JACKSON • Dozens of medical marijuana businesses and nonprofits are popping up around Mississippi even though the state’s regulatory system won’t be ready for months, and despite the fact that the Mississippi Supreme Court might strike down the voter-approved program.
Companies can’t legally grow, process or dispense medical pot until they obtain state licenses, which likely won’t be issued until August. But already more than 90 businesses and nonprofits have registered with the state or reserved a name, according to a recent review of Mississippi Secretary of State records.
Among them: Mississippi Marijuana Doctor, Cannabis Infused Solutions, Cloud 9 Cannabis, Delta Dank and Alien Ganja Farms.
The large number of early registrants underscores the potential economic boost from marijuana legalization after Mississippi voters overwhelmingly approved Initiative 65 in November.
Other states witnessed rapid business growth after medical marijuana passed and state oversight programs began. In Oklahoma, for instance, medical marijuana sales cleared $1 billion within about two years of legalization with more than 9,000 marijuana businesses registered as of late 2020. In New Mexico, medical marijuana grew to a $200-million industry last year.
Ken Newburger, executive director of the Mississippi Medical Marijuana Association, said his group already has a “couple hundred” associate members consisting of people hoping to enter the fledgling industry. About 1,000 people reached out to the association in the first two months since it was founded in December, he said, which was “way more” interest than he expected.
Mississippians have seen how cannabis boomed in other states, Newburger said, and “they want to be a part of that.”
Jessica Rice, executive director of the Mississippi Cannabis Trade Association, said her group has also received hundreds of inquiries from Mississippians interested in marijuana, and recently held a virtual meeting attended by about 65 people.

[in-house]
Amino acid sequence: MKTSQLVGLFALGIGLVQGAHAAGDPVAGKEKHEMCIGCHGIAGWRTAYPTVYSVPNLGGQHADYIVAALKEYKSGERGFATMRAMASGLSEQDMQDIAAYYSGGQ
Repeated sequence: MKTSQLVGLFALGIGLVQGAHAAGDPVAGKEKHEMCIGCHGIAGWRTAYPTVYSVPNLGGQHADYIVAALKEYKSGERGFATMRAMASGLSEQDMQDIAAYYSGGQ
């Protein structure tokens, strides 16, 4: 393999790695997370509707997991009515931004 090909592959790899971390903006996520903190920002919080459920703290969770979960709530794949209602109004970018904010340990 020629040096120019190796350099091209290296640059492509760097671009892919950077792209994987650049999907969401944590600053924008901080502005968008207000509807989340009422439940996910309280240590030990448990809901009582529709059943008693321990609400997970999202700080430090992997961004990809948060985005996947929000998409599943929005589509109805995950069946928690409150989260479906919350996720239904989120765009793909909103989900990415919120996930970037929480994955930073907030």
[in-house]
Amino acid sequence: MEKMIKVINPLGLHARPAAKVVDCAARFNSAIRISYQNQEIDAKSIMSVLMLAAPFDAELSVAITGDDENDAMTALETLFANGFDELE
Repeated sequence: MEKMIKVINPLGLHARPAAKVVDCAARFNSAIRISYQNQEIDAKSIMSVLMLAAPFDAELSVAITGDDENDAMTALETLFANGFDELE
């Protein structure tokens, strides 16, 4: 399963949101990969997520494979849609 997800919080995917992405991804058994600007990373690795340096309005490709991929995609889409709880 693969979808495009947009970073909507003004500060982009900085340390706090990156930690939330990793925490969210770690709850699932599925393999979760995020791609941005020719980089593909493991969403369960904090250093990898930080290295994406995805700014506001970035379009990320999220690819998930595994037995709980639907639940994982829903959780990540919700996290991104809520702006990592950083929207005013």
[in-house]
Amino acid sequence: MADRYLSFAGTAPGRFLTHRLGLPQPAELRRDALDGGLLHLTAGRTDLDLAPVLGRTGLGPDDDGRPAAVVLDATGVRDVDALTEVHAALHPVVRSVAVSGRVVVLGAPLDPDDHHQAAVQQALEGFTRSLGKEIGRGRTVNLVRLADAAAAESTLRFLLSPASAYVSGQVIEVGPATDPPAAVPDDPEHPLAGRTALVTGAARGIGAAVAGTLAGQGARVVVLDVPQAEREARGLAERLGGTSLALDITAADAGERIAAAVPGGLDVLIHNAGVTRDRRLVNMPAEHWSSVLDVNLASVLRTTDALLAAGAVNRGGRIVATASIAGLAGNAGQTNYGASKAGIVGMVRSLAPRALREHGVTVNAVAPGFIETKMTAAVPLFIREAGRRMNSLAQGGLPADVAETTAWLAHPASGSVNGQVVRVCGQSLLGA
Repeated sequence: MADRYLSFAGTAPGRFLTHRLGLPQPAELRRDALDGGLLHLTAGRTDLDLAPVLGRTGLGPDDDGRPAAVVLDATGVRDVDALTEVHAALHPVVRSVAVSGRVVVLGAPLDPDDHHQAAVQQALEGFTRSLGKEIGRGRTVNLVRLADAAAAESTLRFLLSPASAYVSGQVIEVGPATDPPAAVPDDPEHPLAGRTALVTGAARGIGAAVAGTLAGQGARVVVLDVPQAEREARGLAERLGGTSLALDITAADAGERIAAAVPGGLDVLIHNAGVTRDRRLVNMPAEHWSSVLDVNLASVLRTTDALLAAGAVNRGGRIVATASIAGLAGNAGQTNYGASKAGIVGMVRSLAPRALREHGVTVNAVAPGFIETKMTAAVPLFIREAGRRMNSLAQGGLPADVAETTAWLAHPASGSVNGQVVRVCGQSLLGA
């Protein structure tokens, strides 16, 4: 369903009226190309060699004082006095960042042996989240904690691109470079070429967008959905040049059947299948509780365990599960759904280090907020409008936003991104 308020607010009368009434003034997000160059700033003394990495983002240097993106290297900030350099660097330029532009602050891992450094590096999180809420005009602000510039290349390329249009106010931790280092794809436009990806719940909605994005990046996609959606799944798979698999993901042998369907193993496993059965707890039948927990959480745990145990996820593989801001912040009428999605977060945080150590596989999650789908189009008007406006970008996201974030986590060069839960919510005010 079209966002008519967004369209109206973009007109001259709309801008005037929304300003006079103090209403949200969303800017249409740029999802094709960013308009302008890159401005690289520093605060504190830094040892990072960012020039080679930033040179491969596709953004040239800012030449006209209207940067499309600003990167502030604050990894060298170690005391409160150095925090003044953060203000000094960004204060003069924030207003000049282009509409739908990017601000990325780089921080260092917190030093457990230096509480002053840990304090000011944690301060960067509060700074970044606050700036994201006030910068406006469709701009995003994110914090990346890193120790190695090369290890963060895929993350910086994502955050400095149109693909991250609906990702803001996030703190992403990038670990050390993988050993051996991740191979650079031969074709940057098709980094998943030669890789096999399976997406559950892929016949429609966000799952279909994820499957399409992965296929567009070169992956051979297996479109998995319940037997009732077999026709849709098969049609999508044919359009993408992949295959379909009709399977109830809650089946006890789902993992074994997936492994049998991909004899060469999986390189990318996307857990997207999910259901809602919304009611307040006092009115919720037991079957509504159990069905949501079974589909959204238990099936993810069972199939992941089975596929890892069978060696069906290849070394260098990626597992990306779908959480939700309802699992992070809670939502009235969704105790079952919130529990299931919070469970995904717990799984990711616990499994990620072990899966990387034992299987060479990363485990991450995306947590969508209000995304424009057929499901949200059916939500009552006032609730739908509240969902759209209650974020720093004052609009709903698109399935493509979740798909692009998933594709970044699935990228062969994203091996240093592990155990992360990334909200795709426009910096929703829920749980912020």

The trade association has so far done a mix of policy work – opposing a proposed legislative medical marijuana program, for example – and helping educate people about the cannabis business basics, from obtaining seeds, to strategies for growing pot indoors and outdoors, to starting an LLC.
Rice said part of the group’s mission is to demonstrate how the marijuana industry is professionally operated: “We’re not advocating for Mississippi to become a huge Woodstock, (people) roaming around the streets high.”
Most of the businesses created thus far plan to grow or dispense medical pot, the filings indicate. They include Wild Oats Cannabis Company registered in Tupelo, Top Shelf Cannabis Company in West Point and Flyway Medical Marijuana in Oxford.
Sam Humphrey registered a handful of marijuana businesses with the state including Jackson Cannabis Company and Crooked Letter Cannabis. Humphrey runs Fertile Ground Farms, an urban regenerative farm in Jackson, and said it only made sense to consider marijuana given his experience with fruits and vegetables, though he noted he doesn’t plan to grow pot on his city farming land.
“As a farmer, it’d be unwise to neglect another potential crop,” he said. “At the end of the day, this is a plant. It’s a special plant, but it’s a plant.”